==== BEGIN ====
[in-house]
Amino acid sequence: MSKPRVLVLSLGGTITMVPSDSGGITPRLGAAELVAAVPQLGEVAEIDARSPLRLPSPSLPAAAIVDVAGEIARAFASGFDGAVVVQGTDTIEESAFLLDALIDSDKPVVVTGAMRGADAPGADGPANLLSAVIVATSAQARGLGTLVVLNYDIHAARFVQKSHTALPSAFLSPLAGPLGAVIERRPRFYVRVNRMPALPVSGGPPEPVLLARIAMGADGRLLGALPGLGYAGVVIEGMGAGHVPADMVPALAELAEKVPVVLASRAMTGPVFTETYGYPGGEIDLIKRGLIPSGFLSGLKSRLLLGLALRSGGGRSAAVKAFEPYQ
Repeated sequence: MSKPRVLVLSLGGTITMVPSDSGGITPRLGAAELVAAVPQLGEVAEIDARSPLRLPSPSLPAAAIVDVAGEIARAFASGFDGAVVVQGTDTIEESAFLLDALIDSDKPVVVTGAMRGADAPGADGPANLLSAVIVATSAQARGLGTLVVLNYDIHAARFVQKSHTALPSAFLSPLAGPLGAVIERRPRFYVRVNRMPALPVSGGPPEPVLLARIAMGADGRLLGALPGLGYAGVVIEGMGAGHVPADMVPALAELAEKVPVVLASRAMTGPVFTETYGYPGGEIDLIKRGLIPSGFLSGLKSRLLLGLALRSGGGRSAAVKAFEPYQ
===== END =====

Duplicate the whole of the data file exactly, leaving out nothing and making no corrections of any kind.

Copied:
[in-house]
Amino acid sequence: MSKPRVLVLSLGGTITMVPSDSGGITPRLGAAELVAAVPQLGEVAEIDARSPLRLPSPSLPAAAIVDVAGEIARAFASGFDGAVVVQGTDTIEESAFLLDALIDSDKPVVVTGAMRGADAPGADGPANLLSAVIVATSAQARGLGTLVVLNYDIHAARFVQKSHTALPSAFLSPLAGPLGAVIERRPRFYVRVNRMPALPVSGGPPEPVLLARIAMGADGRLLGALPGLGYAGVVIEGMGAGHVPADMVPALAELAEKVPVVLASRAMTGPVFTETYGYPGGEIDLIKRGLIPSGFLSGLKSRLLLGLALRSGGGRSAAVKAFEPYQ
Repeated sequence: MSKPRVLVLSLGGTITMVPSDSGGITPRLGAAELVAAVPQLGEVAEIDARSPLRLPSPSLPAAAIVDVAGEIARAFASGFDGAVVVQGTDTIEESAFLLDALIDSDKPVVVTGAMRGADAPGADGPANLLSAVIVATSAQARGLGTLVVLNYDIHAARFVQKSHTALPSAFLSPLAGPLGAVIERRPRFYVRVNRMPALPVSGGPPEPVLLARIAMGADGRLLGALPGLGYAGVVIEGMGAGHVPADMVPALAELAEKVPVVLASRAMTGPVFTETYGYPGGEIDLIKRGLIPSGFLSGLKSRLLLGLALRSGGGRSAAVKAFEPYQ